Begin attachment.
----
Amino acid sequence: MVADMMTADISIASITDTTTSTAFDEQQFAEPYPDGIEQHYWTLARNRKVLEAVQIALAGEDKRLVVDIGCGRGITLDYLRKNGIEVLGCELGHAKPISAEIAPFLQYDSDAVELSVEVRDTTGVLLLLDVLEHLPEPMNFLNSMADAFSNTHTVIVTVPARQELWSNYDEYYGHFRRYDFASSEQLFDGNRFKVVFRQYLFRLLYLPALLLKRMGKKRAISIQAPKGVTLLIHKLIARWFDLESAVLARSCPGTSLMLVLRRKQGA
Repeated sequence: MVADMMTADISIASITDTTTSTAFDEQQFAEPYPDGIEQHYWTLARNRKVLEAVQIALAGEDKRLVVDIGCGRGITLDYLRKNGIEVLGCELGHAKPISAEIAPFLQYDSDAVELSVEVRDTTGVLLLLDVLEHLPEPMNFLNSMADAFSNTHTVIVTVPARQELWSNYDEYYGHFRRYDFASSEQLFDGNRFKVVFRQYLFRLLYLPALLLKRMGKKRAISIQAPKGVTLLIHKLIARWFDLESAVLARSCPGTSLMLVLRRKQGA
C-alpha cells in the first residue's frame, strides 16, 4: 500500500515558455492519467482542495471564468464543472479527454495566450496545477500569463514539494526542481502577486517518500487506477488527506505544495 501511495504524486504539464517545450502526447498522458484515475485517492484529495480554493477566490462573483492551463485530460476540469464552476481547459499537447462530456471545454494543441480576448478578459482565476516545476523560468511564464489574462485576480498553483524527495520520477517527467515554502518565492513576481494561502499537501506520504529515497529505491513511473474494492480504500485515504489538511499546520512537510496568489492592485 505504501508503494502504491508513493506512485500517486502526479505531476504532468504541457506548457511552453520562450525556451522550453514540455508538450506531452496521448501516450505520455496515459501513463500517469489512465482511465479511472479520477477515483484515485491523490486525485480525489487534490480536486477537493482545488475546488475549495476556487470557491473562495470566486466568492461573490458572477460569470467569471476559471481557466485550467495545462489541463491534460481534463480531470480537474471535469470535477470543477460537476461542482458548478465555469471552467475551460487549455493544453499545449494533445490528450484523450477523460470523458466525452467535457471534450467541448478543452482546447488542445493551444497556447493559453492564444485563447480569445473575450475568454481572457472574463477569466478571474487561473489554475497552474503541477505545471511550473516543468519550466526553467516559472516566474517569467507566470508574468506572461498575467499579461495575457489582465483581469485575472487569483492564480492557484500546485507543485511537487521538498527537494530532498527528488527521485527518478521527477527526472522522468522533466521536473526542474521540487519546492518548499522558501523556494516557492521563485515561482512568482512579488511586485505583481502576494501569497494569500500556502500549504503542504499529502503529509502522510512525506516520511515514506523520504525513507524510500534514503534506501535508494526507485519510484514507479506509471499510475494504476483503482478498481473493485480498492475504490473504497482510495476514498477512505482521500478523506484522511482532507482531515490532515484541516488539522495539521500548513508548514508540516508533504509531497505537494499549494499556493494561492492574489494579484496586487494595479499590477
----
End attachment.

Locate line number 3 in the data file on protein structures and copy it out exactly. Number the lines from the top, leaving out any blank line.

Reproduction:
C-alpha cells in the first residue's frame, strides 16, 4: 500500500515558455492519467482542495471564468464543472479527454495566450496545477500569463514539494526542481502577486517518500487506477488527506505544495 501511495504524486504539464517545450502526447498522458484515475485517492484529495480554493477566490462573483492551463485530460476540469464552476481547459499537447462530456471545454494543441480576448478578459482565476516545476523560468511564464489574462485576480498553483524527495520520477517527467515554502518565492513576481494561502499537501506520504529515497529505491513511473474494492480504500485515504489538511499546520512537510496568489492592485 505504501508503494502504491508513493506512485500517486502526479505531476504532468504541457506548457511552453520562450525556451522550453514540455508538450506531452496521448501516450505520455496515459501513463500517469489512465482511465479511472479520477477515483484515485491523490486525485480525489487534490480536486477537493482545488475546488475549495476556487470557491473562495470566486466568492461573490458572477460569470467569471476559471481557466485550467495545462489541463491534460481534463480531470480537474471535469470535477470543477460537476461542482458548478465555469471552467475551460487549455493544453499545449494533445490528450484523450477523460470523458466525452467535457471534450467541448478543452482546447488542445493551444497556447493559453492564444485563447480569445473575450475568454481572457472574463477569466478571474487561473489554475497552474503541477505545471511550473516543468519550466526553467516559472516566474517569467507566470508574468506572461498575467499579461495575457489582465483581469485575472487569483492564480492557484500546485507543485511537487521538498527537494530532498527528488527521485527518478521527477527526472522522468522533466521536473526542474521540487519546492518548499522558501523556494516557492521563485515561482512568482512579488511586485505583481502576494501569497494569500500556502500549504503542504499529502503529509502522510512525506516520511515514506523520504525513507524510500534514503534506501535508494526507485519510484514507479506509471499510475494504476483503482478498481473493485480498492475504490473504497482510495476514498477512505482521500478523506484522511482532507482531515490532515484541516488539522495539521500548513508548514508540516508533504509531497505537494499549494499556493494561492492574489494579484496586487494595479499590477